Cyprus has announced it will relax citizen requirements for foreigners, including bank depositors who lost large amounts of money in the deal with the European Union and the International Monetary Fund (IMF).
“Non-resident investors who held deposits prior” to the bailout and lost “at least 3 million euros [$3.9m] will be eligible to apply for Cypriot citizenship,” President Nicos Anastasiades told a Russian business conference in the coastal resort of Limassol on Sunday.
Cyprus was forced to wind down one major bank and impose considerable losses on large depositors in a second bank in return for $13bn in aid from the IMF and EU in a move that was devastating to both Cypriots and foreign investors.
Eurozone finance ministers approved the aid on Friday.
Anastasiades said on Sunday his cabinet would this week approve the relaxation of restrictions on citizenship in Cyprus, an EU member since 2004.
Non-resident investors who held deposits prior to March 15, when the plan to impose losses on savers was first formulated, and who lost at least three million euros would be eligible to apply for Cypriot citizenship, he said.
“We believe that a number of measures to be adopted could on the one hand mitigate to some extent the damage the Russian business community has endured,” Anastasiades said.
Other measures were also under consideration, he said, including offering tax incentives for existing or new companies doing business in Cyprus.
Anastasiades, whose centre-right government has been in power for less than two months, said countries who accused Cyprus of being a money laundering hub for businesses from countries such as Russia were being hypocrites, since those same countries were now trying to lure foreign businesses away.
Used to robust growth and a thriving financial services sector, Cyprus is now bracing itself for record unemployment and at least a 12 percent drop in output this year.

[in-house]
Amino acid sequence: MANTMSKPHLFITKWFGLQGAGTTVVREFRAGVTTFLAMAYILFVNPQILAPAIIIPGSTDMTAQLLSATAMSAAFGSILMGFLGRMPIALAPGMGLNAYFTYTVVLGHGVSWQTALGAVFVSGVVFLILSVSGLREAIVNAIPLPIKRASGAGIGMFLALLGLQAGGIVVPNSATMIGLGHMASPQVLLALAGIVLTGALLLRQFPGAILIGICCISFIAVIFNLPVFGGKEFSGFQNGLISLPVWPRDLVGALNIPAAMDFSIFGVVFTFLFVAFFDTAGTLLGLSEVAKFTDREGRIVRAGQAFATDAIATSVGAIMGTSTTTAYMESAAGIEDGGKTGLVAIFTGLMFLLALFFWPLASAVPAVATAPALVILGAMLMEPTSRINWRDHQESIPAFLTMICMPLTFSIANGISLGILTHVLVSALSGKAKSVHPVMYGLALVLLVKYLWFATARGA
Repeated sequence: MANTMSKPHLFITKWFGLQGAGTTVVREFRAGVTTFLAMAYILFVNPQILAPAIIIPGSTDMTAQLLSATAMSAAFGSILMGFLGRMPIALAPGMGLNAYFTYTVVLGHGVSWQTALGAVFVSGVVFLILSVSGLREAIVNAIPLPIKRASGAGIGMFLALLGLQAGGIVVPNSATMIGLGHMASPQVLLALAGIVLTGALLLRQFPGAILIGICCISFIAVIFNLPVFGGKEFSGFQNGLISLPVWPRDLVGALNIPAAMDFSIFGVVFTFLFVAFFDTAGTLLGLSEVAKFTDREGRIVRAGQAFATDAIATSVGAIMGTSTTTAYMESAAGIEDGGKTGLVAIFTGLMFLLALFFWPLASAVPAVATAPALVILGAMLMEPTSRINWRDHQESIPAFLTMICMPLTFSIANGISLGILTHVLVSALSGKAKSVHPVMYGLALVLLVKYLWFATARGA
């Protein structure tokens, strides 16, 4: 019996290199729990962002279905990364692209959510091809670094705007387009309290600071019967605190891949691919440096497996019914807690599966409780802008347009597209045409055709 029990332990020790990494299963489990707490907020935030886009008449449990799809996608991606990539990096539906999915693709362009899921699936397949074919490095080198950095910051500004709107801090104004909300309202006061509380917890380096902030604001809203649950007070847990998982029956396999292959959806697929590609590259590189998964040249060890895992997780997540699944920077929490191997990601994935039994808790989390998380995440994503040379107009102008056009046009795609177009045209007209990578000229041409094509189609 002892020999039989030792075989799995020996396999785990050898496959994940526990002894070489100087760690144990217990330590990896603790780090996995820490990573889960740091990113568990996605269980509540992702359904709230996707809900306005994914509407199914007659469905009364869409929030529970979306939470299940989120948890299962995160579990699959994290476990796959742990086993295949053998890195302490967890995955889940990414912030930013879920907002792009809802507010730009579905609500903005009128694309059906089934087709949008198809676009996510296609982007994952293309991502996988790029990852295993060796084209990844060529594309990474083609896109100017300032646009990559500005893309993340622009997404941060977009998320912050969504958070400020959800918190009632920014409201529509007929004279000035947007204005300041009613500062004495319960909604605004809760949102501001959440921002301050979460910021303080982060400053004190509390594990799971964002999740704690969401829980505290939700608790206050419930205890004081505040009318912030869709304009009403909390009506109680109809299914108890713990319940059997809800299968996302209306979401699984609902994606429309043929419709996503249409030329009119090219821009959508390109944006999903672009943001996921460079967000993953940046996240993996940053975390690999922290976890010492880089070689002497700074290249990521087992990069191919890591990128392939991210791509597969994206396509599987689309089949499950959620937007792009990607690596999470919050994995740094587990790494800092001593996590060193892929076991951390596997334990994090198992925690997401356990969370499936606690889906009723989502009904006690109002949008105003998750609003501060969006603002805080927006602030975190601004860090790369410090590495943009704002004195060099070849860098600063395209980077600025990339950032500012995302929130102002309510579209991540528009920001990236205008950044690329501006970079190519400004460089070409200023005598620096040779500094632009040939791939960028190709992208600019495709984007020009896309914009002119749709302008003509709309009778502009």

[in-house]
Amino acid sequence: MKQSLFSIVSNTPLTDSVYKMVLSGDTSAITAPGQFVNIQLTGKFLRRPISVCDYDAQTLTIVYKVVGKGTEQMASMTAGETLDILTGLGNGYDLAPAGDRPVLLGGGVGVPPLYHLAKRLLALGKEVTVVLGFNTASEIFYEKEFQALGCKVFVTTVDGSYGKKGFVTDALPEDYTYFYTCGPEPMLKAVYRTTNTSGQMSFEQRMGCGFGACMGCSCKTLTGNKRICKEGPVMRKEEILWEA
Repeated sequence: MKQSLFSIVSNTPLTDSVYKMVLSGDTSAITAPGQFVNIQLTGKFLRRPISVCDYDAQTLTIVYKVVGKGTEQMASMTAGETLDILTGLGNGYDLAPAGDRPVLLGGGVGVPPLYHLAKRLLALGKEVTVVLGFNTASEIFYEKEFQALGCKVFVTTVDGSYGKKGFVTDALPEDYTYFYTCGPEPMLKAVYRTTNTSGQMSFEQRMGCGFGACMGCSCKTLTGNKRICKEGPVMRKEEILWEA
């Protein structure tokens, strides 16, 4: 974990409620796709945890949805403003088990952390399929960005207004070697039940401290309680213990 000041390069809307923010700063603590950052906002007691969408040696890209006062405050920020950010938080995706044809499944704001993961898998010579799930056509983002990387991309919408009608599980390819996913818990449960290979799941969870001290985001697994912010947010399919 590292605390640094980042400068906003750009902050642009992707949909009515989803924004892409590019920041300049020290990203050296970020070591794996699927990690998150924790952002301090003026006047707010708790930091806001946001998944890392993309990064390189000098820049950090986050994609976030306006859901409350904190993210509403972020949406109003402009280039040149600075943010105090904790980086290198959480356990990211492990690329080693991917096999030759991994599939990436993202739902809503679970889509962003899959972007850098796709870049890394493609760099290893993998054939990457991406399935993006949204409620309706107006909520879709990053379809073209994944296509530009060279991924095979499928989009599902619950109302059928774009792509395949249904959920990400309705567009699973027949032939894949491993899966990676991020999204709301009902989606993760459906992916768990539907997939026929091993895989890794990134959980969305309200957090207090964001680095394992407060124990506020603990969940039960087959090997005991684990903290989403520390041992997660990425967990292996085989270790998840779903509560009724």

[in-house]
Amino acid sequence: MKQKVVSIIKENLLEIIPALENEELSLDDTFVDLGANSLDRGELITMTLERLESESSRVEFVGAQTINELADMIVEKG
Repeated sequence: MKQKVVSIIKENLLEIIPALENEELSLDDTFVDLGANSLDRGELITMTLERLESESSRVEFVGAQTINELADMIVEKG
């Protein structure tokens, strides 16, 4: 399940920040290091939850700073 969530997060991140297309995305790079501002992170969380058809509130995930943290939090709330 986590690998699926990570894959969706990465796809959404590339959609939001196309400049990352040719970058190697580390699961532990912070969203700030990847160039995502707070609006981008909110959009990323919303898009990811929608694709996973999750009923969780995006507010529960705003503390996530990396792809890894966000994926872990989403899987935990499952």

Cyprus, one of the eurozone’s smallest economies, modelled itself as a competitively taxed financial services centre with a network of treaties to avoid double taxation.
That model is now threatened by the fact that bailout conditions have left its two main banks crippled, but also forced Cyprus to increase its corporate tax to 12.5 percent from 10, which had been the lowest in the eurozone.
The bailout, first requested in June 2012, was delayed partly because of concerns expressed by eurozone states, notably Germany, that its financial sector was opaque, thus aiding money laundering.
But Cyprus was neither a money laundering hub or a tax haven, Anastasiades said.
“What saddens, I refrain from using the word angers, me deeply is that since the euro group agreement was reached, some EU partners’ businesses involved in the financial services industry have been preying upon our financial services sector, in order to encourage a relocation of funds into their economies,” he said.
He said it was an irony and an “absurd paradox” that the governments of those businesses claimed those funds were deposited and invested in Cyprus through illicit means.
“I am a firm believer in the rules of the free market, but allow me to comment on the hypocrisy of such methods,” Anastasiades said.